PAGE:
I intend for this blog to serve as a continuing resource for students, journalists and others who are interested in avoiding the distorted picture of the energy transition – and its politics – that online news and information presents to each of us. As with the rest of this web site, it is intended to supplement the analysis in Climate of Contempt. I will start adding substantive blog posts here as the book’s publication date — August 6, 2024 — gets nearer.

I wrote Climate of Contempt out of a sense that a generation of young people are coming to political maturity in an online world that makes it difficult to develop a full understanding of policy problems, U.S. politics and each other. One manifestation of that is that advocates of stronger climate policy are basing their understanding of the energy transition on a flawed mental model of U.S. politics.

While the dominant public narratives surrounding the energy transition chalk up the weakness of U.S. climate policy to capture or corruption of the policy process, most empirical social science places central importance on increasingly bitterly partisan voters as a driver of congressional dysfunction. And modern electronic media is a powerful amplifier of that bitter partisanship.

Part of the problem for learners is that many of the most experienced expert voices on the energy transition are not on social media. To the extent journalists, writers and voters look online for expertise, they will not get a complete picture of the underlying issue. At the same time, people who avoid online political discussion may be blissfully unaware of how vitriolic it can be, and how it influences offline news, and so their own belief formation. Part II of Climate of Contempt (chapters 4-6) tries to explain the research documenting the various pathologies of online news gathering and belief formation; it then uses examples to illustrate their pernicious effects on climate and energy policymaking.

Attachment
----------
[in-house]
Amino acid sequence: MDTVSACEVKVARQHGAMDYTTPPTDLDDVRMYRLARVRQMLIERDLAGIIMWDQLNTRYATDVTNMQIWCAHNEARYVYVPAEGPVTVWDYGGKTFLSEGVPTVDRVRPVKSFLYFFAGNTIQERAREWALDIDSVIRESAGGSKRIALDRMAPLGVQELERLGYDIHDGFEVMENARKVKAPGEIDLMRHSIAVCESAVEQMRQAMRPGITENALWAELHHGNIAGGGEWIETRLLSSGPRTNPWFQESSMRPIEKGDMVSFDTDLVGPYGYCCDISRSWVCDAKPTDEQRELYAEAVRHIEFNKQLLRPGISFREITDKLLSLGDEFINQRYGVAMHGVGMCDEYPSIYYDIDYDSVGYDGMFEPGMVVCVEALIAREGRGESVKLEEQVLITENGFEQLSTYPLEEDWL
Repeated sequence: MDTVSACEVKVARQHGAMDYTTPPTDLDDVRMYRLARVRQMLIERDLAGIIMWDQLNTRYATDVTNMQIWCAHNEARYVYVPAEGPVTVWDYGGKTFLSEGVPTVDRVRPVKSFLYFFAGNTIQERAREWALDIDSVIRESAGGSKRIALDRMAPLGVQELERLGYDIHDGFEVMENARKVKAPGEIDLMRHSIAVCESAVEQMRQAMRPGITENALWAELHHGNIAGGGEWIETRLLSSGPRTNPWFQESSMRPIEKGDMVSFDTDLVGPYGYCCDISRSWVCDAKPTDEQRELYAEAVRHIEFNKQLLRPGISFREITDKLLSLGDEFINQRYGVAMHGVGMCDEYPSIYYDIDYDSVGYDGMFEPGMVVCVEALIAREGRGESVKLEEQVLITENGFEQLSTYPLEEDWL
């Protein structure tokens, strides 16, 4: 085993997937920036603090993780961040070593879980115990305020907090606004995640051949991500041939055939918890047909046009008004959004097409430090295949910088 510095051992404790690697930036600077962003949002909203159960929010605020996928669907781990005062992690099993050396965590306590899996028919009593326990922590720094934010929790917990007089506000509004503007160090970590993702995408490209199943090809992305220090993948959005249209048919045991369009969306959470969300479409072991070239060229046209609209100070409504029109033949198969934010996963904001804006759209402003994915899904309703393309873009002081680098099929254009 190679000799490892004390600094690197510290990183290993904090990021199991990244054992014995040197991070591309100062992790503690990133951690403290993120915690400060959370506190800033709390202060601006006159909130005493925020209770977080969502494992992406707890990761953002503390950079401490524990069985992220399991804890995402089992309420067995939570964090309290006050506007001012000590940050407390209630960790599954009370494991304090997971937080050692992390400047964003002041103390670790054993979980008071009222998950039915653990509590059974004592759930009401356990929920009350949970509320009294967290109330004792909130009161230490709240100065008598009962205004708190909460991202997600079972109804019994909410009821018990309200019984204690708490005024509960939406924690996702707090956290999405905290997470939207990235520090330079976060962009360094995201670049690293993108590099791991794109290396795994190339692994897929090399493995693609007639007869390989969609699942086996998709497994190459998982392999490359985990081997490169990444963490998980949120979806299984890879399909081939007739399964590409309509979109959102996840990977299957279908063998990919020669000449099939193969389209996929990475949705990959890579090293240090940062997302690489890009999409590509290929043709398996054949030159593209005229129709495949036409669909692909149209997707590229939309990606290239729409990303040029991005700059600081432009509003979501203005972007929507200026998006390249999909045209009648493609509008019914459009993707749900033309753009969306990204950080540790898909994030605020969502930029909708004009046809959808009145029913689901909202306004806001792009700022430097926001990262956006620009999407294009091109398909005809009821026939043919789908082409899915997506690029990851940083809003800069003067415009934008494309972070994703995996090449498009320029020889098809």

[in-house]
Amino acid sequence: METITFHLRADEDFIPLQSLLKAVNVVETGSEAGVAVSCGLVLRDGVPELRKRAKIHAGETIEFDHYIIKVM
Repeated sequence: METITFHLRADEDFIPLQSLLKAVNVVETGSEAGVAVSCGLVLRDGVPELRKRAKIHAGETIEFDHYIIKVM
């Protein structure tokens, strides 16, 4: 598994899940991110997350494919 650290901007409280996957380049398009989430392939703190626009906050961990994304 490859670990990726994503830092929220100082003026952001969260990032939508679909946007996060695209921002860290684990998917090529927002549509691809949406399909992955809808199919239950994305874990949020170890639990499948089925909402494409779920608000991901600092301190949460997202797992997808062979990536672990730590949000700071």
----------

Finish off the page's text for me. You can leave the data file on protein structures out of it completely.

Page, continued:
But the massive scale of the problem makes it difficult to convey its power in a limited space. I tried to supplement the discussion in the book with a more extended discussion of these communication issues in the online appendices, particularly appendices F and G. This blog supplements those efforts.

At the same time, we plan to resurrect the EnergyTradeoffs.com web site, which had gone dormant with the onset of the COVID pandemic. Going forward we will use that site to amplify those academic experts who are not well represented on social media, and whose work dives into the difficult tradeoffs that must be resolved to move the energy transition forward.

These perspectives are too easily overlooked (and dismissed) in an online world that rewards emotional expressions of contempt for policy opponents. So this blog will try to continue to focus on the voter-centric, bottom-up explanation of our political dysfunction that gets far less attention than it deserves. – David Spence